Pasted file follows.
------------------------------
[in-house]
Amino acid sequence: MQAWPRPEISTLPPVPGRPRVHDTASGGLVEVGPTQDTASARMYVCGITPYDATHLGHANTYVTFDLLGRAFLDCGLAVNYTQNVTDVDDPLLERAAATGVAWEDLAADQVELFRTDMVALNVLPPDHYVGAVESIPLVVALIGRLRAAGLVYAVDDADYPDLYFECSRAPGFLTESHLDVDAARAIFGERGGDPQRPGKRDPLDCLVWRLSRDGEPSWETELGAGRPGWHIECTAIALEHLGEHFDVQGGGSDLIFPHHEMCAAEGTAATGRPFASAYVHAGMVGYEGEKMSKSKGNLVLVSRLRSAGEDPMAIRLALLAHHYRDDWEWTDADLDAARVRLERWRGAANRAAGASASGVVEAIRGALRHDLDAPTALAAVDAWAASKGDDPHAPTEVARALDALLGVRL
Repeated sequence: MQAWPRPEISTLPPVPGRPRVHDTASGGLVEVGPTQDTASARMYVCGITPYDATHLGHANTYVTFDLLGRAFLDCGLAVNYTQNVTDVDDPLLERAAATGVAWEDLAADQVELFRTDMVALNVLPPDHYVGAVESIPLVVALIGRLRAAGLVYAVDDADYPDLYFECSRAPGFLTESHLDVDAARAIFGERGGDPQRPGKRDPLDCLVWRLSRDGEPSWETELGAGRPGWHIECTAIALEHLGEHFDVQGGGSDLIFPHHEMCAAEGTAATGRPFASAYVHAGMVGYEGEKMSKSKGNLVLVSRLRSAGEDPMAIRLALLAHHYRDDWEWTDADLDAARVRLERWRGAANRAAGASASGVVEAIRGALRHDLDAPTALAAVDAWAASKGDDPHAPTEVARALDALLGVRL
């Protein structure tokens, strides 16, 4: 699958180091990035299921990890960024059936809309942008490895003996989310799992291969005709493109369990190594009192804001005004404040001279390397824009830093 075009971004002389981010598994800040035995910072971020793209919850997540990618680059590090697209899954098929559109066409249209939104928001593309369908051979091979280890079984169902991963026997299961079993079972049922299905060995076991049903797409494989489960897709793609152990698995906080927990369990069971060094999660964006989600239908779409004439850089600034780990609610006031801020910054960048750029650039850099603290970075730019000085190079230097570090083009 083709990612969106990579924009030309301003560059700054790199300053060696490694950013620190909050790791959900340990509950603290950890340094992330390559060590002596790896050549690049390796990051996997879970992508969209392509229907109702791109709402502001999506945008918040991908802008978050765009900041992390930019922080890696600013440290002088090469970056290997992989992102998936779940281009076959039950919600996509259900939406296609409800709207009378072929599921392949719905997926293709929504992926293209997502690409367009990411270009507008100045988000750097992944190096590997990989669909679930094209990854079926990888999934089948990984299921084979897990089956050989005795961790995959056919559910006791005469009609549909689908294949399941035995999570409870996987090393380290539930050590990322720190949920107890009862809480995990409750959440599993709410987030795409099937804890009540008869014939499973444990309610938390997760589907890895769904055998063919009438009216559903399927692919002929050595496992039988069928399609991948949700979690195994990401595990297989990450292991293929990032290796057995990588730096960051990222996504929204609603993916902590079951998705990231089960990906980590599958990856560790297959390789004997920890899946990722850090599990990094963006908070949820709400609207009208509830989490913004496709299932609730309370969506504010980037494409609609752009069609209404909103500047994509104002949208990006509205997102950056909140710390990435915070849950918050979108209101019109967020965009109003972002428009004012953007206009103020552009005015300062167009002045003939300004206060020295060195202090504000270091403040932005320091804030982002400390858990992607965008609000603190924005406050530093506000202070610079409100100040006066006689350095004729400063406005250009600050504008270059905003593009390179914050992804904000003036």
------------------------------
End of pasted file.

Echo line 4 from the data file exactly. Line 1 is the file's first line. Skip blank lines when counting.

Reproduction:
């Protein structure tokens, strides 16, 4: 699958180091990035299921990890960024059936809309942008490895003996989310799992291969005709493109369990190594009192804001005004404040001279390397824009830093 075009971004002389981010598994800040035995910072971020793209919850997540990618680059590090697209899954098929559109066409249209939104928001593309369908051979091979280890079984169902991963026997299961079993079972049922299905060995076991049903797409494989489960897709793609152990698995906080927990369990069971060094999660964006989600239908779409004439850089600034780990609610006031801020910054960048750029650039850099603290970075730019000085190079230097570090083009 083709990612969106990579924009030309301003560059700054790199300053060696490694950013620190909050790791959900340990509950603290950890340094992330390559060590002596790896050549690049390796990051996997879970992508969209392509229907109702791109709402502001999506945008918040991908802008978050765009900041992390930019922080890696600013440290002088090469970056290997992989992102998936779940281009076959039950919600996509259900939406296609409800709207009378072929599921392949719905997926293709929504992926293209997502690409367009990411270009507008100045988000750097992944190096590997990989669909679930094209990854079926990888999934089948990984299921084979897990089956050989005795961790995959056919559910006791005469009609549909689908294949399941035995999570409870996987090393380290539930050590990322720190949920107890009862809480995990409750959440599993709410987030795409099937804890009540008869014939499973444990309610938390997760589907890895769904055998063919009438009216559903399927692919002929050595496992039988069928399609991948949700979690195994990401595990297989990450292991293929990032290796057995990588730096960051990222996504929204609603993916902590079951998705990231089960990906980590599958990856560790297959390789004997920890899946990722850090599990990094963006908070949820709400609207009208509830989490913004496709299932609730309370969506504010980037494409609609752009069609209404909103500047994509104002949208990006509205997102950056909140710390990435915070849950918050979108209101019109967020965009109003972002428009004012953007206009103020552009005015300062167009002045003939300004206060020295060195202090504000270091403040932005320091804030982002400390858990992607965008609000603190924005406050530093506000202070610079409100100040006066006689350095004729400063406005250009600050504008270059905003593009390179914050992804904000003036």